It has cost us the lives of Kelly Morrisseau, 7-months pregnant, found stabbed and bleeding out in a Gatineau parking lot. Kelly’s father died never knowing who murdered his daughter. And it cost us Kelly’s aunt, Glenda Morrisseau, who was just 19 when she disappeared and was found murdered in Saint-Boniface.
It has cost us Helen Betty Osborne, Felicia Solomon, and Claudette Osborne – cousins from Manitoba. Helen, “a soft-spoken teenage girl wearing sky-blue mittens who was killed with a screwdriver, 50 holes punctured through her hands, head and chest,” found in The Pas woods in 1971. Sixteen-year old Felicia went missing from downtown Winnipeg in March 2003 – months later, her severed arm and leg were found in the Red River. And in 2008, Claudette went missing after she left a message for her sister saying she was afraid and wanted to be picked up. She has never been found.
Loretta Saunders understood how deeply ingrained generations of state-sponsored racism and disinformation have created a world in which we can easily dismiss the lives of First Nations women. A world in which First Nations women are robbed of their names, faces, and histories.
Loretta Saunders understood that the stories we tell ourselves are deeply rooted in a sinister subtext: the missing and murdered Aboriginal women chose to live their lives on the margins, chose to drink, chose to huff gas or smoke crack, and chose to sell their bodies. And while, yes, Aboriginal men and women have the power to overcome personal circumstances, it is a narrative that negates a pattern of colonialism, systemic and institutional racism, poverty, discrimination, indifference, and violence. It is a narrative that absolves us of our own responsibility – if not for the wrongs of the past, then for the women who are missing and murdered, and for their children.
The missing women of Vancouver’s Downtown Eastside.
Photo Credit: Flickr/Renegade98
If Aboriginal women are living the ‘organized terror of the everyday,’ we have openly engaged in an organized tyranny of the everyday. Through our inaction and indifference, we have allowed Canada to become a killing field soaked in the blood of Aboriginal women, and in the tears of those who love them.
But what if we stopped, and beyond taking a moment of silence to honour Loretta Saunders, we listened to the voices of Aboriginal men and women as they speak from the trenches of this ‘organized terror of the everyday?’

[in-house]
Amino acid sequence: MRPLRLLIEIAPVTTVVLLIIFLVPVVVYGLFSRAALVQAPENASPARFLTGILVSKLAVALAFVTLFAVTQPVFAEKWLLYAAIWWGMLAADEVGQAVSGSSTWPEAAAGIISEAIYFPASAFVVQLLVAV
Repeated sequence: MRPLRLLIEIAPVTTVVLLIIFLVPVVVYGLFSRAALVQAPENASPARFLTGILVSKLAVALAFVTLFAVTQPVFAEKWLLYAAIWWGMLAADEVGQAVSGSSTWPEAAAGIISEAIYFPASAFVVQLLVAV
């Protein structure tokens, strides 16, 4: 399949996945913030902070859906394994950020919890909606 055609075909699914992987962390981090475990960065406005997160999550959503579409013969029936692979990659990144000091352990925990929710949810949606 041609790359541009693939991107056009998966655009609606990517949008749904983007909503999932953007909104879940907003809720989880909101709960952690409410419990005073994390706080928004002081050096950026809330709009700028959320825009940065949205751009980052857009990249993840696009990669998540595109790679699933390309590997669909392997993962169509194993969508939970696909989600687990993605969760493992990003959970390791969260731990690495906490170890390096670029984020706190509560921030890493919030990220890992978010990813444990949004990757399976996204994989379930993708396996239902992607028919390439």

What if we listened to Claudette Osborne’s young son, who told his father that “when he grows up he wants to be a pilot, so he can fly over everything and find his mommy?”
What if we listened to Jason Mercredi (@thunderdrums75) who describes living in fear for his child: “I fear for my daughter in this country called #Canada I won’t live in fear and I won’t raise her to either. #RespectWomen #WeDeserveLife”
What if we joined Jarrett Martineau (@culturite) in his outrage, “There’s something wrong in Canada if aboriginal people have to live this fate.” And die by it. #LorettaSaunders
What if we joined Zoe Todd (@ZoeSTodd) and Gwitchin Kris (@GwitchinKris) as they condemn indifference, “A country that turns its back on hundreds of missing and murdered Indigenous women & their families is a very broken, very sick one.”
Carol-Ann Moses takes part in a rally on Parliament Hill in Ottawa on Friday, October 4, 2013 by the Native Women’s Assoiciation of Canada honouring the lives of missing and murdered Aboriginal women and girls.
Photo courtesy of The Canadian Press/Fred Chartrand
What if we empathized with @RedIndianGirl, Paul Seesequasis (@paulseesequa), and Robert Anson Smith, as they describe the fear of a daughter coming home late, “The thing about being an indigenous mother in this country; Everytime your daughter is a little late or delayed getting home there’s fear.”
What if we rewrote the story?
Let us part on these words by First Nations poet Lee Maracle, “To mangle our hearts with the vision of her pain. Sweet grass and sage, smoke of the aged, carry her away.”